Opinion

Fistula in Haiti is a little known affliction that incapacitates hundreds of women unnecessarily

23 May 2018

Port-au-Prince, Haiti, 23 May 2018 --- May 23rd brought back the International Day for the Elimination of Obstetric Fistula. Obstetric fistula is a serious and dangerous lesion that can occur during childbirth or sexual violence.

 

The occurrence of obstetric fistula is directly linked to one of the main causes of maternal mortality: difficult labor during delivery or lack of adequate obstetric care.

 

Women with obstetric fistula suffer from permanent incontinence, feel shame and social discrimination. In the long run, this preventable condition also leads to chronic medical problems, such as skin infections, kidney problems, or death in the absence of treatment.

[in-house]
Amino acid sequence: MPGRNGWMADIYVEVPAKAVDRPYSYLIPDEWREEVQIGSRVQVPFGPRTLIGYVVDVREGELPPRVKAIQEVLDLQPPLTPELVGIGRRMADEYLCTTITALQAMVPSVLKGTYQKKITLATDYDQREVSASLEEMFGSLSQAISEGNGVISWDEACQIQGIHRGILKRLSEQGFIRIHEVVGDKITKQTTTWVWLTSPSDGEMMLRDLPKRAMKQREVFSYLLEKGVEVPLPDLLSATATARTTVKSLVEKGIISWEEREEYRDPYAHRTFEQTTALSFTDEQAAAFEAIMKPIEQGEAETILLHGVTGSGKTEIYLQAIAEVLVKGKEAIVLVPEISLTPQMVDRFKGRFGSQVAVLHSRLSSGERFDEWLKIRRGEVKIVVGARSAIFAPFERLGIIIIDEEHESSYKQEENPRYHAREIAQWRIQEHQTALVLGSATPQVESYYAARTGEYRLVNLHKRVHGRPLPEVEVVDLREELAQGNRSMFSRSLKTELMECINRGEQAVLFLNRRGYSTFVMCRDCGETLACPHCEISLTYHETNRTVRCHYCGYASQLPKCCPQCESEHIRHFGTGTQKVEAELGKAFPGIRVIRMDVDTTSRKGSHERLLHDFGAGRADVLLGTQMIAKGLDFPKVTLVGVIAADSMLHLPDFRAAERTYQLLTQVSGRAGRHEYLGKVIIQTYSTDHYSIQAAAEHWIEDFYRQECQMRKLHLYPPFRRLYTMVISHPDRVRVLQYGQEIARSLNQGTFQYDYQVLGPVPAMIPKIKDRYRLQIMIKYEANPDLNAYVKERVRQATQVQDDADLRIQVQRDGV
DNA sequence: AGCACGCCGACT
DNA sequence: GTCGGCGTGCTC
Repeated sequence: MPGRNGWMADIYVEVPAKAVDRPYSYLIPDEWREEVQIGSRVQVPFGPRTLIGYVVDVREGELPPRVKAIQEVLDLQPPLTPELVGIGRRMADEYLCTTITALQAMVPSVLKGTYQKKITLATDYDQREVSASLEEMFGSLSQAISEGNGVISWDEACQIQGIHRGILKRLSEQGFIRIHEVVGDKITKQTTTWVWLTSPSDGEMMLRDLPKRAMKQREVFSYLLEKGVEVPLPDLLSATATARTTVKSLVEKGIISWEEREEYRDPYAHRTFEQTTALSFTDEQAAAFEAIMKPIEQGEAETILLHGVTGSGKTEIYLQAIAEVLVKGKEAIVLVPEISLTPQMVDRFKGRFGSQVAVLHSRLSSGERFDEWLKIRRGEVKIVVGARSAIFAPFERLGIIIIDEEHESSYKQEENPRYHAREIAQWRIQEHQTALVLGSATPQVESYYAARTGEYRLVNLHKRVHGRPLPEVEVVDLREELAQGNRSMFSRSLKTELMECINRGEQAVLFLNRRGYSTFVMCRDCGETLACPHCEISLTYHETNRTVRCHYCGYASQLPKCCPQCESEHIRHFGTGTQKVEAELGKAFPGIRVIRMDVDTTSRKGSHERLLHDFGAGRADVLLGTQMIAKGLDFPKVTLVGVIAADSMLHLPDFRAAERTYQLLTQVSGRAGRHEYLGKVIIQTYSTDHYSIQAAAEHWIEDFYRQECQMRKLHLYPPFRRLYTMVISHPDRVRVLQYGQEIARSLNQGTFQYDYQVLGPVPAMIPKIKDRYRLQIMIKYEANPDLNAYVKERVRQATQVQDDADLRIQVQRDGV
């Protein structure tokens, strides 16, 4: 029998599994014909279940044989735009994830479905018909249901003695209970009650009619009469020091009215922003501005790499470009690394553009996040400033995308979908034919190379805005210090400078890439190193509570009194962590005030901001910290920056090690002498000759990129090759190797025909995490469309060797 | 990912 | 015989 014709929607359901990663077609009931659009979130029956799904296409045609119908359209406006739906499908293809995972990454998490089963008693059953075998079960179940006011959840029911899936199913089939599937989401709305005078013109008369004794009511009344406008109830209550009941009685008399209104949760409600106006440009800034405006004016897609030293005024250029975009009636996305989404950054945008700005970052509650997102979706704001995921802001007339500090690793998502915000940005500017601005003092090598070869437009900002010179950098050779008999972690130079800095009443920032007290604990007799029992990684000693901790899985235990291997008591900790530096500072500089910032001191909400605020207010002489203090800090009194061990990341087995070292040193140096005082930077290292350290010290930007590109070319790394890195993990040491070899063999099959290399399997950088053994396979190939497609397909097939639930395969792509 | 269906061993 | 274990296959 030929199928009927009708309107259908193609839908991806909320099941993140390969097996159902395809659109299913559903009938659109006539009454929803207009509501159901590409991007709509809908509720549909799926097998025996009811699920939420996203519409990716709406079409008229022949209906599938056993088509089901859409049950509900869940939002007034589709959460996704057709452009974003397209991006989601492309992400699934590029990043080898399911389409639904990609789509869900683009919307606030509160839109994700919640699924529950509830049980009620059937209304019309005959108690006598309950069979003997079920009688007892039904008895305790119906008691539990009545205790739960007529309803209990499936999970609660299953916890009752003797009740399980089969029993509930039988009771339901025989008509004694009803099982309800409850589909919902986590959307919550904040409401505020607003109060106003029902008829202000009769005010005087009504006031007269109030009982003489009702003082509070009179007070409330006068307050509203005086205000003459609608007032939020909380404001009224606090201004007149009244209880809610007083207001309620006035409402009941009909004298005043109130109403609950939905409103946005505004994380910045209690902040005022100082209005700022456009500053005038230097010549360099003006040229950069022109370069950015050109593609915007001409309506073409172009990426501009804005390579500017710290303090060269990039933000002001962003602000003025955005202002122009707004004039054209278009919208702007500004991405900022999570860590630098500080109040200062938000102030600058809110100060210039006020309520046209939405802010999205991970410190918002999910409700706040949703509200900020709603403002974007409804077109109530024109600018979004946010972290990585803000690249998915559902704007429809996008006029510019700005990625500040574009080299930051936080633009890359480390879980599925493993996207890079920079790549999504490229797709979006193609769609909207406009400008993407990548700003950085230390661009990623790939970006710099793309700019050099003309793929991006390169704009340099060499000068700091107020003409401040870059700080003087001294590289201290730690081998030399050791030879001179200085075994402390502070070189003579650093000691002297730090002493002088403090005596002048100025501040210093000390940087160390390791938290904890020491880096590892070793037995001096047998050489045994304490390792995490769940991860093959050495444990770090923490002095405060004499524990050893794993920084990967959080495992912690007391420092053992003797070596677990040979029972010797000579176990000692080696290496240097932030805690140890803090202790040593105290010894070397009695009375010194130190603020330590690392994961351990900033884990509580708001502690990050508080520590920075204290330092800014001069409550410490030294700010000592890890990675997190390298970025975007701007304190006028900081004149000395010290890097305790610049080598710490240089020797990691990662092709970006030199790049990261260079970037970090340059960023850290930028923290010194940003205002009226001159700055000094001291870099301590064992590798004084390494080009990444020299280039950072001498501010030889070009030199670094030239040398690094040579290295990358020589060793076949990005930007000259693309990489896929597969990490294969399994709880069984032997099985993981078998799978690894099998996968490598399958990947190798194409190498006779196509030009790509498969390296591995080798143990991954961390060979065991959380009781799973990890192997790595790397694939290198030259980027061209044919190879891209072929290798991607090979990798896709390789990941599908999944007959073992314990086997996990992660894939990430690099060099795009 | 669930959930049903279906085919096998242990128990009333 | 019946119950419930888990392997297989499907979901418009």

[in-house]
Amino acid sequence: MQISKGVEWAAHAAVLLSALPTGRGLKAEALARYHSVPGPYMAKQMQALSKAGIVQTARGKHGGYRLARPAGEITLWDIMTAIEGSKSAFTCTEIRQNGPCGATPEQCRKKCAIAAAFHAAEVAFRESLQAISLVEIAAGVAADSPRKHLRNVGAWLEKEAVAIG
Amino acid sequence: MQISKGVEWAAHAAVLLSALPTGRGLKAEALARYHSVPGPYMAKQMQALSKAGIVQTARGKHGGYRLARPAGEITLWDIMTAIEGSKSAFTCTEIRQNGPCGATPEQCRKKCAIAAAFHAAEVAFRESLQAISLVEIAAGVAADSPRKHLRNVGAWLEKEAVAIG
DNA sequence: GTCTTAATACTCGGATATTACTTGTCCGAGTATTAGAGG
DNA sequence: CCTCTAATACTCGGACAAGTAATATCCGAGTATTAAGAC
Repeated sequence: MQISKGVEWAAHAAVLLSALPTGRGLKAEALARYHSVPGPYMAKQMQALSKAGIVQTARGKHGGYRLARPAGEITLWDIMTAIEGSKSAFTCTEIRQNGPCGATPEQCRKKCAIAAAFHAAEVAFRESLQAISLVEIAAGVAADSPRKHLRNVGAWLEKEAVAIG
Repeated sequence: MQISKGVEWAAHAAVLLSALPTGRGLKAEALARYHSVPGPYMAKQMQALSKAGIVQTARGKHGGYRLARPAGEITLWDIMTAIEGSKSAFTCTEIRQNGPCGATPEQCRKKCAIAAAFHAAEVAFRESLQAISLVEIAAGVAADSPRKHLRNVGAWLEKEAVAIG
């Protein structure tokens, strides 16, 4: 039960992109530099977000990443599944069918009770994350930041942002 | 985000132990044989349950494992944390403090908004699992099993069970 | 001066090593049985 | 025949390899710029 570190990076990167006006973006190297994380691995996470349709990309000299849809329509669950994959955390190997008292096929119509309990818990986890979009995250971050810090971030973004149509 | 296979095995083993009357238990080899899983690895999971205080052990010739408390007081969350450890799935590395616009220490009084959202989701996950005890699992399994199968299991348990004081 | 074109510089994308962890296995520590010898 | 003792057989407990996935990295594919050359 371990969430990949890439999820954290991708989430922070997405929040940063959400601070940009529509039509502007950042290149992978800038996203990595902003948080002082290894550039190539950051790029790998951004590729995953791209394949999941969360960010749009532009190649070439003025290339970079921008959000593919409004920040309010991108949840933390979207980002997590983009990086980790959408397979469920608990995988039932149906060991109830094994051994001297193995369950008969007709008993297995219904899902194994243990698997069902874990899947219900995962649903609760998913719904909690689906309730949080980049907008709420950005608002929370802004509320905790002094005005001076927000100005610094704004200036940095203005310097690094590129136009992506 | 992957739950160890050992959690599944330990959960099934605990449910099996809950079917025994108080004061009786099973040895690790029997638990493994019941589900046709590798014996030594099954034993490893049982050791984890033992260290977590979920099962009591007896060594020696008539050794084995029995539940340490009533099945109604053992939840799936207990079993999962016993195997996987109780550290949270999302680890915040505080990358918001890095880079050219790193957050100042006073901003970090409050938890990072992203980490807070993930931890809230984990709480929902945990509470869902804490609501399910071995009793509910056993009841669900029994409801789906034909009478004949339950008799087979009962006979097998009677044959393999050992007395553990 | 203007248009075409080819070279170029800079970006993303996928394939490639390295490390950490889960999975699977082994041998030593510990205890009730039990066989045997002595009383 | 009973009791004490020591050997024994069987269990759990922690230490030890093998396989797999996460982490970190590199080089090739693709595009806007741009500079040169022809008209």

In Haiti, this disease usually affects the most marginalized members of society, namely young, poor and illiterate women and sometimes girls in remote areas. Many of them do not use treatment services, either because they do not know that the fistula can be cured, or because they cannot afford the cost of the operation.

In Haiti, the latest official EMMUS data indicates that nearly 60% of deliveries take place at home and maternal mortality remains high at 529 deaths per 100,000 live births. There are about 15% complications related to childbirth. Such indicators, together with socio-economic determinants, puts the women and girls of Haiti at high risk of fistula.